Could you tell me how you made that squat rack? I was planning on going to a gym next month, but if home is better then I want to stick with it, I’ve never worked out at a gym. All I have is a few plated dumbells, some barbells and concrete plates from the 70s, and a weider bench w/incline that I found on the side of the road, which is better than what I had. The only squat rack I found in town was $400. I found a screwed up way to get the bar off the bench rack, but I would be much for confident and could life more if I had a squat rack. Any information would be greatly appreciated. Thanks!
I’ve been working alone for the past three years. I love it, I don’t have any people coming up and telling me I am doing something wrong, or using to heavy a weight. I can listen to what I want to,and the best part is I don’t have some jerk coming over complaining that I am hogging up the machine. I use an olympic set 300 lbs, I have an old set of cast weiders(actually 2 sets) weighing in at 300 lbs.I use a bench with an incline, I also have a flat bench. I don’t know where I got this machine from but it is an old wall mounted cable machine with a 110 lb weight stack in it, I modified it so I could add weights too it.I would never go back to a gym.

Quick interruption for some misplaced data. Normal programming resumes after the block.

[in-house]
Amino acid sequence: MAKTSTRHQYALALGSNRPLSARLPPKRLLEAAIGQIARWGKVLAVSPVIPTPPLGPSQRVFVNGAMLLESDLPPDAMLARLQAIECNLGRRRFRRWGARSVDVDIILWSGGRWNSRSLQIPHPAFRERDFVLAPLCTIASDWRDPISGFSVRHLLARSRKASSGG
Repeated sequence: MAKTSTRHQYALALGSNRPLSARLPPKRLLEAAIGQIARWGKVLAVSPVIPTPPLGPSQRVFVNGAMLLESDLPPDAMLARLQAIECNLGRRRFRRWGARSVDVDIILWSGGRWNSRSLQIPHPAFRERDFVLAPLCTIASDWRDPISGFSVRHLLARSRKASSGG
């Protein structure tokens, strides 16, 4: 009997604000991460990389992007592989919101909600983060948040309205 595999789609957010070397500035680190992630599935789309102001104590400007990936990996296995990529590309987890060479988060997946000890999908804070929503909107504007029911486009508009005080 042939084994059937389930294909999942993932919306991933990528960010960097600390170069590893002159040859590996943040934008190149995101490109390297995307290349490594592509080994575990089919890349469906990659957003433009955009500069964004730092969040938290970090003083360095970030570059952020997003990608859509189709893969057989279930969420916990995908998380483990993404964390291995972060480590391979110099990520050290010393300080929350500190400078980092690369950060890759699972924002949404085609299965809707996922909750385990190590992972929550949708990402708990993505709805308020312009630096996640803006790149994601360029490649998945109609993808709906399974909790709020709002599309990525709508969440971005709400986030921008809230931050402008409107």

I have to go with the majority on this one. I live in a town of 40,000 people and there are two gyms where I live (and no, there’s no Gold’s, Bally’s or the like either). Maybe I’m just too anal about it but the gym etiquette here is so bad and the hours suck. Add to it that I can’t tell you how many times I’ve had someone interrupt me when I’m in the middle of a set and ask me about supplements or something stupid (I am the manager of a popular health food store here where I live) Anyway I invested in a home gym. I received Power Block dumbells (5-85 lbs. plus adj. bench and dip stand) as a gift (thanks Mom) and I also have a power rack, 500 lbs. Olympic weights, Swiss balls and misc. Yes the equipment is better at most gyms but I’ll take a good home workout anyday. Sorry for rambling. Motivation wise, I’m pretty self- motivated, but I have pictures of my favorite bb’s (Zane, Pearl, Reeves, Grimek-and no I’m not that old, only 28 w. high respect for the pioneers), and good tunes definitely helps as well. The heavy stuff works for me (thanks for turning me on to In Flames Jeff).